With #CyberMonday upon us again, here are 9 reasons to avoid “Using money you haven’t earned to buy things you don’t need to impress people you don’t like.”
Buying more material things won’t make us happy in the long run
On 4 June 1928, in The Detroit Free Press, syndicated humorist Robert Quillen labelled the expression “Americanism” — Americanism: Using money you haven’t earned to buy things you don’t need to impress people you don’t like.
But almost 100 years later and this is by no means a peculiarly American phenomenon; everyone is at it. And now it’s threatening the environment with the waste it generates. With Black Friday upon us again, it’s time to take a good look at “retail therapy” for what it is: consumerism—society’s preoccupation with the acquisition of consumer goods—and we look at ways to counter this obsession, for a happier life and a healthier planet.
A Brief History of Black Friday
Black Friday is an informal name for the Friday following Thanksgiving Day in the United States, which is celebrated on the fourth Thursday of November. The day after Thanksgiving has been regarded as the beginning of America’s Christmas shopping season since 1952, although the term "Black Friday" did not become widely used until more recent decades.
Many stores offer highly promoted sales on Black Friday and open very early, such as at midnight, or may even start their sales at some time on Thanksgiving. Black Friday is not an official holiday.
Since the start of the 21st century, there have been attempts by retailers with origins in the United States to introduce a retail "Black Friday" to other countries around the world. In several countries, local retailers have attempted to promote the day to remain competitive with US-based online retailers.
Black Friday is being replicated with varying degrees of popularity in countries such as Canada, United Kingdom, Mexico, Romania, France, Germany, Switzerland, Australia and New Zealand, and is gaining traction in many more.
Below: 4 Reasons why buying stuff won’t make you happy and 5 ways to avoid it in the first place.
4 Reasons Why Buying Material Things Won’t Make You Happy
‘The pursuit and purchase of physical possessions can never fully satisfy our desire for happiness.’ — writes Joshua Becker on his blog BecomingMinimalist.com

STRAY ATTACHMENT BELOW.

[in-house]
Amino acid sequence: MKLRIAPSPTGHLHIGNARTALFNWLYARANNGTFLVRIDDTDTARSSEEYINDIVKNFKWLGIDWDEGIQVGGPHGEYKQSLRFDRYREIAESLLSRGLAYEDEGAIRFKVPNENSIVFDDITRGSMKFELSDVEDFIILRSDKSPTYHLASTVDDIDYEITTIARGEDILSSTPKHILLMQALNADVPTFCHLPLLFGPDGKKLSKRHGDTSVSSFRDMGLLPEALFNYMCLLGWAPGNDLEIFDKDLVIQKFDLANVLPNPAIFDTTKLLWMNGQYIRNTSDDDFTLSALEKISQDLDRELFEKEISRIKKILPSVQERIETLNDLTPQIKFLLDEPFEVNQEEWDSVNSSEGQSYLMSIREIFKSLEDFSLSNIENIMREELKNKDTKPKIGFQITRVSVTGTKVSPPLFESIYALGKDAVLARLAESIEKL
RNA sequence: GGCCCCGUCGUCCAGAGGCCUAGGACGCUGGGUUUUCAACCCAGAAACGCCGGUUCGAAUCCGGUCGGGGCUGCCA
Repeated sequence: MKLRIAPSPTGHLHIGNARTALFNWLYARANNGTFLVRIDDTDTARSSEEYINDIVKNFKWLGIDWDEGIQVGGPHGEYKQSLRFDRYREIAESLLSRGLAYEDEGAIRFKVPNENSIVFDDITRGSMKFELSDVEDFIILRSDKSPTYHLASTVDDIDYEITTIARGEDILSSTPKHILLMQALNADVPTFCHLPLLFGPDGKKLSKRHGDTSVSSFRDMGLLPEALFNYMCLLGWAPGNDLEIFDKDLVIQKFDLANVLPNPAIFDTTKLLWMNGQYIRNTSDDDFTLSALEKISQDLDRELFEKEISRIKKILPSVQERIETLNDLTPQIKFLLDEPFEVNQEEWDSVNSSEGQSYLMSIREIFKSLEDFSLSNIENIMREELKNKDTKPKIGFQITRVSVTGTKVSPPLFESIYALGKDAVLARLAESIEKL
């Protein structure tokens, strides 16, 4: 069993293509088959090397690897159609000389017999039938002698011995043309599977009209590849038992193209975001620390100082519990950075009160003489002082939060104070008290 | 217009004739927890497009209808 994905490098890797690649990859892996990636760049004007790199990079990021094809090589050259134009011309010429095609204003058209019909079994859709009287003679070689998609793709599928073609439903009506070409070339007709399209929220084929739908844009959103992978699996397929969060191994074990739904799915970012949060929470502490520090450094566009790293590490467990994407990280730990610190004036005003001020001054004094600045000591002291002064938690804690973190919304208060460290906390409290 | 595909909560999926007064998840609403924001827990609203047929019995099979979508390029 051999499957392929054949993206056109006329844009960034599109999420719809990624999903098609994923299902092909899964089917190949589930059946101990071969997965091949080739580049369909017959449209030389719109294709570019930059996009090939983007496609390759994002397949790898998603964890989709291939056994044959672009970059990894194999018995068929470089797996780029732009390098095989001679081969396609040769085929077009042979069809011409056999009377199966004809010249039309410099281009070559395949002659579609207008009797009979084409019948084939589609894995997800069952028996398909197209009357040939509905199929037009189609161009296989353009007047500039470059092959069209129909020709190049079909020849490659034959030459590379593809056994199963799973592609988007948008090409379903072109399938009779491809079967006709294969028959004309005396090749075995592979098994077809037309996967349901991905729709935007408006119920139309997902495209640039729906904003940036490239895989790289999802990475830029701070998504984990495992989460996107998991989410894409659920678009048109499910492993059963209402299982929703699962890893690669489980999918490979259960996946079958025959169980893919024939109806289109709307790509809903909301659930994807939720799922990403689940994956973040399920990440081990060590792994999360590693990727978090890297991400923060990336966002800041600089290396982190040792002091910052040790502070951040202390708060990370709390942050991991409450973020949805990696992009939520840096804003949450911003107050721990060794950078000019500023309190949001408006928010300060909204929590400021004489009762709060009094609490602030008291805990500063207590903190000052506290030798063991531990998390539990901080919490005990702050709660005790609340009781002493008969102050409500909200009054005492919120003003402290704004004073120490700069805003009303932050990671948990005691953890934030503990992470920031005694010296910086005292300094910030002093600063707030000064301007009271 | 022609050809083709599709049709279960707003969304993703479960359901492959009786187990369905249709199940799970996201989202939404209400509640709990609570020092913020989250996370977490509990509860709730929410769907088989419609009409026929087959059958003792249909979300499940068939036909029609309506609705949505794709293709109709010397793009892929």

While it may result in temporary joy for some, the happiness found in buying a new item rarely lasts longer than a few days. Researchers even have a phrase for this temporary fulfilment: retail therapy.
Here are 4 of Becker’s Reasons Why Buying Material Things Won’t Make You Happy
- They all begin to fade. All possessions are temporary by nature. They look shiny and new in the store. But immediately, as soon as the package is opened, they begin to perish, spoil, or fade (and in many cases, quicker than the packaging).
- There is always something new right around the corner. New models, new styles, new improvements, and new features. From clothes and cars to kitchen gadgets and technology, our world moves forward. And planned obsolescence makes sure our most recent purchase will be out of use sooner rather than later.
- We discover other people aren’t all that impressed. Subconsciously (and sometimes even consciously), we expect our newest purchases will impress other people. They will notice our new car, computer, jacket, or shoes. But most of the time, they are less impressed than we think. Instead, most of them are too busy trying to impress you with their newest purchase.
- Experiences make us happier than possessions. All research points to the fact there are far more effective way to find happiness: enjoying life-changing experiences, for example.
5 Ways to Stop Buying Sh*t You Don’t Need
- Determine What Sh*t Is Important – It’s okay to buy some things that you don’t need. It really is. However, you need to determine ahead of time what hobbies, collectibles, or general “sh*t” is important to you. Build a framework for the unnecessary items in your life, so that purchases are within reason.
- Money Gives You Options, Extra Stuff Limits You – Your mindset regarding unnecessary sh*t should be one of “it limits me.” The extra stuff in your life is requiring space, creating clutter, and will need to be dealt with in the future. On the flip side, if you save/invest the money you would have spent on sh*t you don’t need, you can use that money for financial security and other opportunities in life.
- Cash Only – A whole lot of people buy the bulk of the shit they don’t need on credit cards or using financing. Using debt is a psychological trick that makes us spend more than we would if using cash. Make a commitment to a debt-free life, and it will naturally force you to buy less sh*t.
- Embrace Minimalism – A minimalist approach to your life can save you thousands of dollars a year, and drastically reduce the amount of extra sh*t in your life. Even embracing a slightly more minimalist approach than your current situation, you can stop the urge to buy new stuff.
- Be Grateful – Appreciating what you already have is an important life skill to learn. Being grateful allows you to reduce your desire for more, and be happier with your existing situation. Buying sh*t we don’t need often comes from a dark place in our emotions, known as discontentment.
8 REASONS TO SPEND YOUR MONEY ON EXPERIENCES, NOT STUFF
If you think investing in something you can see and touch forever would deliver the best value, think again! Here are 8 good reasons to spend your limited time and money on experiences, not stuff.